Tuesday , January 19 2021

Ancient journalist Jeremy Bowen was diagnosed with bowel cancer



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Media captionBBC Middle East editor on diagnosis of bowel cancer

BBC Middle East's ancient editor Jeremy Bowen has revealed that he has been diagnosed with bowel cancer.

Former BBC Breakfast guests said he was having chemotherapy after he noticed "funny pains in my legs and my back" while in Iraq last May.

April is bowel cancer awareness month and Bowen revealed his diagnosis to raise awareness of the disease.

Bowel cancer screening in England to start earlier, at the age of 50, said Public Health England last year.

At first, doctors believed that the pain of the ancient journalist had shrunk from previous surgery, he told BBC Breakfast, the show he presented alongside Sophie Raworth between 2000 and 2002.

"I had no symptoms – none of the symptoms of classical bowel cancer. Nothing at all. But I thought I should have a test", he said.

He said he had a positive result and had a colonoscopy – a camera to put in his colon to look for signs of cancer.

"It 's. T [the colonoscopy ] it's not nearly as bad as it sounds – they're giving you a lot of drugs, "he said.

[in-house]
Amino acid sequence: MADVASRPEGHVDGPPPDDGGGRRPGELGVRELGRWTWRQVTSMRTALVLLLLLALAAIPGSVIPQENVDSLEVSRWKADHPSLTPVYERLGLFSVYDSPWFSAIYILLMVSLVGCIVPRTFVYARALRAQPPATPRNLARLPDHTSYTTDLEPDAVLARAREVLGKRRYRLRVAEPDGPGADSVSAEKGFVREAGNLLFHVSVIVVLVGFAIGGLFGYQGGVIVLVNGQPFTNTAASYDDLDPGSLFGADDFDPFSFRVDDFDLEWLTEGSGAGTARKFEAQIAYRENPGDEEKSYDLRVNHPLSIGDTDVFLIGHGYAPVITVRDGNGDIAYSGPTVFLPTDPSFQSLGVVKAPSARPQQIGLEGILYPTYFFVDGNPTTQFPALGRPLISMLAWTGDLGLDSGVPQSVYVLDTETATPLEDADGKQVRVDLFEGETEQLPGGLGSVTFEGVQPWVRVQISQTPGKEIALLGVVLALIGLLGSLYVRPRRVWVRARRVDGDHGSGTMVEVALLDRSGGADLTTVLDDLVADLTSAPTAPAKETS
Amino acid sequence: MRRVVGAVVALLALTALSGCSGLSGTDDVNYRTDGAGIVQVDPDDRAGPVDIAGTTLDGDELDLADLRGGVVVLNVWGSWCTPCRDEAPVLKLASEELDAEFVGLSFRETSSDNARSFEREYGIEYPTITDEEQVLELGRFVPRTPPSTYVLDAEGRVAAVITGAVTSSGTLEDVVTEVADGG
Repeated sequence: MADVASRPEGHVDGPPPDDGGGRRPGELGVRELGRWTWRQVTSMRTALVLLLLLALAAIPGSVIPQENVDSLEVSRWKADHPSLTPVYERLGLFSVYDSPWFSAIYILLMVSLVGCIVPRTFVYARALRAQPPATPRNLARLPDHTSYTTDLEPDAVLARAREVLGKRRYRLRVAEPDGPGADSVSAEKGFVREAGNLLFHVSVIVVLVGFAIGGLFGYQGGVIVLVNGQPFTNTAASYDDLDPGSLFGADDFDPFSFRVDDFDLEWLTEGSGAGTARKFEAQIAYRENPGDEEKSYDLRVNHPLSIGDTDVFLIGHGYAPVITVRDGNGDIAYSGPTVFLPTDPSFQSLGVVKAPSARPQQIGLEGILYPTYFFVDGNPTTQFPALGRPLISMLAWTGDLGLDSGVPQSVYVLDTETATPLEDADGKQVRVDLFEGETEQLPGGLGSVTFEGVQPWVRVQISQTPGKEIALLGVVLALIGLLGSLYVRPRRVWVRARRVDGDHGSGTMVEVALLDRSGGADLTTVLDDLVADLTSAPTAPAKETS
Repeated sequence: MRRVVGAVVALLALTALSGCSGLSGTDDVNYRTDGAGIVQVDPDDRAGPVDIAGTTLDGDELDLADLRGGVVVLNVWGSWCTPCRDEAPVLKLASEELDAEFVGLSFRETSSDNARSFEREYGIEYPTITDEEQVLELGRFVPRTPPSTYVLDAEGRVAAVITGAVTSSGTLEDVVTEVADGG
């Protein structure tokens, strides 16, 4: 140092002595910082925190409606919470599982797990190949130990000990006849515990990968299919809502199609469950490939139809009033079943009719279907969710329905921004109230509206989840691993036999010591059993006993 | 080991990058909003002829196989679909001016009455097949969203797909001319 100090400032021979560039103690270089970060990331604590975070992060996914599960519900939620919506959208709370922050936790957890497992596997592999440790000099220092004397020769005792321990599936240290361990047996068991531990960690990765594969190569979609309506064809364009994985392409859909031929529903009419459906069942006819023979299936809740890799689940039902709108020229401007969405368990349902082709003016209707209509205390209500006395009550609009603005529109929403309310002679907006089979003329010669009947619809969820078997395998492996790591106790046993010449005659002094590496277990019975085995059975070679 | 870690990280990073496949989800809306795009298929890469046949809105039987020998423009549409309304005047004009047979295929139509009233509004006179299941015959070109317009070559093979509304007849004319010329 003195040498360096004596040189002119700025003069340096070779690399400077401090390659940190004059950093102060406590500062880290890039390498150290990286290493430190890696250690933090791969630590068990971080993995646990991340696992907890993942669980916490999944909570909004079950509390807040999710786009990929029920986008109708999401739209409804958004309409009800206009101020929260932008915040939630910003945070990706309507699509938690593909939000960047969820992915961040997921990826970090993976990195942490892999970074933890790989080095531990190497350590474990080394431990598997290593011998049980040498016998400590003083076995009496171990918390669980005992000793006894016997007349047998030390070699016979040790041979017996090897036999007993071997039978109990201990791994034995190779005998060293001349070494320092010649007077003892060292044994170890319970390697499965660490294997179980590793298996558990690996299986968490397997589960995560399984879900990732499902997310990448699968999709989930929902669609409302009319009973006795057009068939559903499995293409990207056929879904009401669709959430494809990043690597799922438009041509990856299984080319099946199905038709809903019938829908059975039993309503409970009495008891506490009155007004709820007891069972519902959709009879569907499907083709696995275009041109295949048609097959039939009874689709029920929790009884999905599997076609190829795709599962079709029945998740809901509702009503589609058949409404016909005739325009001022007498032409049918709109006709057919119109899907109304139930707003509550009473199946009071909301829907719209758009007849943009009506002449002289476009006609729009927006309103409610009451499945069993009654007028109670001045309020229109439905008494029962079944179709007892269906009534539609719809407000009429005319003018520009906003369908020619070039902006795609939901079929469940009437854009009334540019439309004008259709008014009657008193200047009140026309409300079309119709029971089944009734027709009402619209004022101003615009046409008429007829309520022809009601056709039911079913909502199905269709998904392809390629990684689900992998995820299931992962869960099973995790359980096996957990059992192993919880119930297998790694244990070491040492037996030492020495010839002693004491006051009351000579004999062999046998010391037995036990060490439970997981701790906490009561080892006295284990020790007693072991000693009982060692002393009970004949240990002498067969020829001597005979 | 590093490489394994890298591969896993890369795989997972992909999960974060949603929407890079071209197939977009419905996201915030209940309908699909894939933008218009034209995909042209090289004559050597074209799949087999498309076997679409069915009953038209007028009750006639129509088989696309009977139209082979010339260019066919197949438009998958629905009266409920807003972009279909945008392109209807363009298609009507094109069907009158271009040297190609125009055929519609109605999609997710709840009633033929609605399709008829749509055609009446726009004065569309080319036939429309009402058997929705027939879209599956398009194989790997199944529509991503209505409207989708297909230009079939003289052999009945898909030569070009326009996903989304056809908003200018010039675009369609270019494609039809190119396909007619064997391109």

Surgeons found a tumor, which they were removing, and he was currently having chemotherapy, he said.

What are the symptoms of bowel cancer?

  • bleeding from your bottom and / or blood in your poo
  • Continuous and unexplained change is the practice of the bowel
  • unexplained weight loss
  • extreme fatigue for no obvious reason
  • pain or lump in your belly

Cardiff-born Bowen, a 35-year-old BBC journalist, said his diagnosis could "have been earlier, but if he had been later, he would have been much more serious".

Bowel cancer is the fourth most common cancer in the UK, with 42,000 people diagnosed each year.

More than 16,000 people die from cancer every year in the UK.

Bowen added: "The key thing is being tested. I've been telling all my friends – prove it.

"Things to do with your intestines and your poo … are not things that people usually want to discuss. But it's actually part of our lives and you need to work on it. "

He said that a gastroenterologist told him: "Do not die of embarrassment, for God's sake."

He said the chemotherapy was "not nearly as bad as I thought it would be in terms of side effects, but it affects people differently and I think I just had to be pretty fortunate." to tolerate better than expected ".

"You've got to keep positive about things in life – it's part of the journey, as they say on Strictly." [Come Dancing], "he added.


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